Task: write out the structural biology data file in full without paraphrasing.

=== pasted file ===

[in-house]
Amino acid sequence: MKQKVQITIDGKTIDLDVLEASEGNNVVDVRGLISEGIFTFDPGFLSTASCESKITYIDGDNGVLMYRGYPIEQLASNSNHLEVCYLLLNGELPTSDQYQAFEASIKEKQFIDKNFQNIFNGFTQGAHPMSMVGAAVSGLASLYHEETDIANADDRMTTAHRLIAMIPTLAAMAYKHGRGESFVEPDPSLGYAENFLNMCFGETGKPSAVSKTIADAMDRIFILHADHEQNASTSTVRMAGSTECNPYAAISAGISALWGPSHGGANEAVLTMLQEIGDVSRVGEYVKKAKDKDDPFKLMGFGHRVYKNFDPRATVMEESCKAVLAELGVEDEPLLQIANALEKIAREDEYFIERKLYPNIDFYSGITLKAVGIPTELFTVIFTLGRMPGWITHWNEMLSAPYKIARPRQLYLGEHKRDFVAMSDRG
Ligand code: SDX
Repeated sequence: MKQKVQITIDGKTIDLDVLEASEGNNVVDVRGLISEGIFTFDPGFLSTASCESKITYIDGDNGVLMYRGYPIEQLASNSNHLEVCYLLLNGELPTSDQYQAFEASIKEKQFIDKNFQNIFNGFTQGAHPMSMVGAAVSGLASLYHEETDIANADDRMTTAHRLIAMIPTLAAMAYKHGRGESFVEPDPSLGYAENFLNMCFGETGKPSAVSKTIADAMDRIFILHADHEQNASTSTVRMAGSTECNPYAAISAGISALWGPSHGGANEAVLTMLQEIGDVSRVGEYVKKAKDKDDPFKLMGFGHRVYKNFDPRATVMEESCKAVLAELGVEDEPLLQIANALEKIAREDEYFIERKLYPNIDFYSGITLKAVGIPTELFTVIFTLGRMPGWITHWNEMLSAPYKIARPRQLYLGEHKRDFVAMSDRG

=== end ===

[in-house]
Amino acid sequence: MKQKVQITIDGKTIDLDVLEASEGNNVVDVRGLISEGIFTFDPGFLSTASCESKITYIDGDNGVLMYRGYPIEQLASNSNHLEVCYLLLNGELPTSDQYQAFEASIKEKQFIDKNFQNIFNGFTQGAHPMSMVGAAVSGLASLYHEETDIANADDRMTTAHRLIAMIPTLAAMAYKHGRGESFVEPDPSLGYAENFLNMCFGETGKPSAVSKTIADAMDRIFILHADHEQNASTSTVRMAGSTECNPYAAISAGISALWGPSHGGANEAVLTMLQEIGDVSRVGEYVKKAKDKDDPFKLMGFGHRVYKNFDPRATVMEESCKAVLAELGVEDEPLLQIANALEKIAREDEYFIERKLYPNIDFYSGITLKAVGIPTELFTVIFTLGRMPGWITHWNEMLSAPYKIARPRQLYLGEHKRDFVAMSDRG
Ligand code: SDX
Repeated sequence: MKQKVQITIDGKTIDLDVLEASEGNNVVDVRGLISEGIFTFDPGFLSTASCESKITYIDGDNGVLMYRGYPIEQLASNSNHLEVCYLLLNGELPTSDQYQAFEASIKEKQFIDKNFQNIFNGFTQGAHPMSMVGAAVSGLASLYHEETDIANADDRMTTAHRLIAMIPTLAAMAYKHGRGESFVEPDPSLGYAENFLNMCFGETGKPSAVSKTIADAMDRIFILHADHEQNASTSTVRMAGSTECNPYAAISAGISALWGPSHGGANEAVLTMLQEIGDVSRVGEYVKKAKDKDDPFKLMGFGHRVYKNFDPRATVMEESCKAVLAELGVEDEPLLQIANALEKIAREDEYFIERKLYPNIDFYSGITLKAVGIPTELFTVIFTLGRMPGWITHWNEMLSAPYKIARPRQLYLGEHKRDFVAMSDRG